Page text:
Hearing Accessibility Tool Now Available At CLIA PEI

July 26, 2018.  After CBC PEI ran an article and interview about the project to help improve communication between those with hearing loss and the legal community (See CBC PEI Helps To Get The Word Out On ‘How A Project To Improve Legal Communication Is Helping Islanders To Hear Better’), we were contacted by CLIA PEI, the Community Legal Information Association in PEI.  This is a non-profit charitable organization that provides information, referrals, and support on legal issues.

Access to justice is important and the staff members at CLIA are dedicated to offering help – at no cost – in navigating the many questions people may have concerning legal issues.  Some examples include answering basic legal questions, or what to do about a particular legal problem.  They have kits available for a modest price for uncontested divorces, or for powers of attorney.  And if you do need to speak with a lawyer, they have a lawyer referral service that gives you a chance to speak with a lawyer for up to 45 minutes for a small fee (currently $25 plus tax).

So we were delighted that CLIA PEI wanted to participate in the project.  To help in our mutual goal of access to justice for all, we provided a few tips on better communication with those with hearing loss and lent them a hearing accessibility tool – a pocket talker.

IMG_2652 Eliza MacLauchlan and Emma Chilton Photo by Ellen Mullally

Eliza MacLauchlan, left, and Emma Chilton, right, use the pocket talker to look over materials left for improving communications with those with hearing loss. (Photo credit: Ellen Mullally)

We look forward to hearing feedback from the range of clients CLIA PEI helps!  If you have legal questions and don’t know who to ask, contact them.  And don’t forget to ask to use the pocket talker if you need a bit of help to hear better, but don’t have a hearing aid or cochlear implant.

CIMG1195 Jul 24 2018 CLIA with pocket talker

Left to right: CLIA Executive Director Ellen Mullally, Daria Valkenburg, CLIA Program Coordinator Kelly Robinson, CLIA Public Legal Education and Information Officer Eliza MacLauchlan. Eliza has the pocket talker, and Kelly our ‘Pardon Me What Did You Say?’ booklet. Notice the wealth of legal information available behind us? (Photo credit: Pieter Valkenburg)

For more information on the program with the legal community, which is funded by a grant from the Law Foundation of PEI, see Improving Communication Between the Legal Community and Those With Hearing Loss.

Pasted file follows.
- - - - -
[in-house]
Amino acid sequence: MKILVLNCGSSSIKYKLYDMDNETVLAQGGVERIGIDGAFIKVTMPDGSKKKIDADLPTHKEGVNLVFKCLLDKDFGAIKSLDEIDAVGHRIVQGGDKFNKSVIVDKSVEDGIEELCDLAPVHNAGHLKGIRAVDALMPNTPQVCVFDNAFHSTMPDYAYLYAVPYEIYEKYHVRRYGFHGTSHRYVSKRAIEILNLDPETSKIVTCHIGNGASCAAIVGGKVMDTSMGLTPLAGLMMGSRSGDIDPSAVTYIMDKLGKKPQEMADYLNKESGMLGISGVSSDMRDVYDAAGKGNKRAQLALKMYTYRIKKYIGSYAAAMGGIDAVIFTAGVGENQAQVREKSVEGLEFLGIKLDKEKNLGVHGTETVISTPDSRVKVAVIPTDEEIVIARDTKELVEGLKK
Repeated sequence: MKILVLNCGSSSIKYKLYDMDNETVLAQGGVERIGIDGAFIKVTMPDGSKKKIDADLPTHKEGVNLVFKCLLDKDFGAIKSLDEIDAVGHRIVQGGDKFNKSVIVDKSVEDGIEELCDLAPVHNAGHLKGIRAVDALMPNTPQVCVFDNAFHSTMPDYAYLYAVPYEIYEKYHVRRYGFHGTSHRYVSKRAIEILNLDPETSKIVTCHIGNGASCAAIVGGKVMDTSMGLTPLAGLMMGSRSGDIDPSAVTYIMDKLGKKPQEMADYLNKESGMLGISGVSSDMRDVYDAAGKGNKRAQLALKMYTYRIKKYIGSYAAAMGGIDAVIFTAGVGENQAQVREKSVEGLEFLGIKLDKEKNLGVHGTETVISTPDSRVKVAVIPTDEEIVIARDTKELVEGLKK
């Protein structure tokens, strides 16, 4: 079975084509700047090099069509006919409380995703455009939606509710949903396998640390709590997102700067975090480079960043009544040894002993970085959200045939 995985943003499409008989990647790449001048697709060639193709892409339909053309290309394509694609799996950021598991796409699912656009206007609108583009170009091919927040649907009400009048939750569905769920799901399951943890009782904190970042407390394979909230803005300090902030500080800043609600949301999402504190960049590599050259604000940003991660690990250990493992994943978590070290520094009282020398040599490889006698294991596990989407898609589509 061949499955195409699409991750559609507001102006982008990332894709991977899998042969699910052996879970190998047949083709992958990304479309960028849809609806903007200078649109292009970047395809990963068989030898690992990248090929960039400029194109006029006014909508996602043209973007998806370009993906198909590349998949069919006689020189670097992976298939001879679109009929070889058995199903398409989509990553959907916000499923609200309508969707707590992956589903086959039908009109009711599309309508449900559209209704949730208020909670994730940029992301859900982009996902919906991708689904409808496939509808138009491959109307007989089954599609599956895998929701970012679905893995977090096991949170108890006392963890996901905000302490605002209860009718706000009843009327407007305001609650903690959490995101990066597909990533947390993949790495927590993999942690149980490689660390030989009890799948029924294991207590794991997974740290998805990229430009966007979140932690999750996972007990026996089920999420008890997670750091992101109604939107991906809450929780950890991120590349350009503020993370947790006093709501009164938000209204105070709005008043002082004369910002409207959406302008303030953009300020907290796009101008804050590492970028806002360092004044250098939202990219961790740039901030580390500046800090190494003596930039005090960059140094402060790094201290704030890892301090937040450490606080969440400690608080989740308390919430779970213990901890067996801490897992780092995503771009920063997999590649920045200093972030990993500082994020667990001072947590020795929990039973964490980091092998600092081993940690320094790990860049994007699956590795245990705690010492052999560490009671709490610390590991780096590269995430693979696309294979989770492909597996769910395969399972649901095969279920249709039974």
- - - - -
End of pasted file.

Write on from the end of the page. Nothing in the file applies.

For a list of lawyers on PEI with a pocket talker in their office, and who have agreed to have their information posted on the blog, see: PEI Lawyers With Pocket Talkers.

Contact information for CLIA PEI:  Community Legal Information Association of PEI, Phone: 902-892-0853 or 1-800-240-9798 (toll-free in the Atlantic provinces).  Website:  www.cliapei.ca. Address: 111-40 Enman Crescent, Charlottetown, PE C1E 1E6. Email: clia@cliapei.ca.

If you are a lawyer who would like to participate, let us know.  If you have hearing loss and don’t have a hearing aid, and your lawyer is not part of this project, ask him or her to consider participation. If you have used a pocket talker at either CLIA or a law office, let us know! Email us at hearpei@gmail.com or comment on our blogYou can also follow us on Twitter: @HearPEI.

© Daria Valkenburg

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CBC PEI Helps To Get The Word Out On ‘How A Project To Improve Legal Communication Is Helping Islanders To Hear Better’

July 13, 2018.  We are very lucky here on Prince Edward Island to have the support of media that help us keep the public informed on activities related to those with hearing loss.  As a volunteer non-profit organization we may not have a lot of resources, but we certainly have a lot of champions!  The ‘County Line Courier’ and ‘Summerside Citizen’ newspapers feature our articles, and CBC PEI helps us reach Islanders far and wide.

Earlier this week I was in the CBC Mainstreet studio to support my husband, in an interview he had with Angela Walker for a Cenotaph Research Project.  While there, I was invited to talk about one of our current projects, helping to improve communications between Island lawyers and those with hearing loss.

20180709_113044 daria at CBC studio

At the CBC Mainstreet studio. (Photo credit: Angela Walker)

Here is the link to that interview:  http://www.cbc.ca/listen/shows/mainstreet-pei/segment/15556801 and the description from the CBC website:  The PEI Chapter of the Canadian Hard of Hearing Association and the Law Foundation of PEI have expanded on a project to ensure lawyers and their clients with hearing difficulties are able to effectively communicate.

CBC PEI went a step further with a web article about the project as well.  Here is the link to the CBC PEI article by Kevin Yarr: http://www.cbc.ca/news/canada/prince-edward-island/pei-pocketalker-lawyers-hearing-impaired-1.4744340, with a transcription of the article below.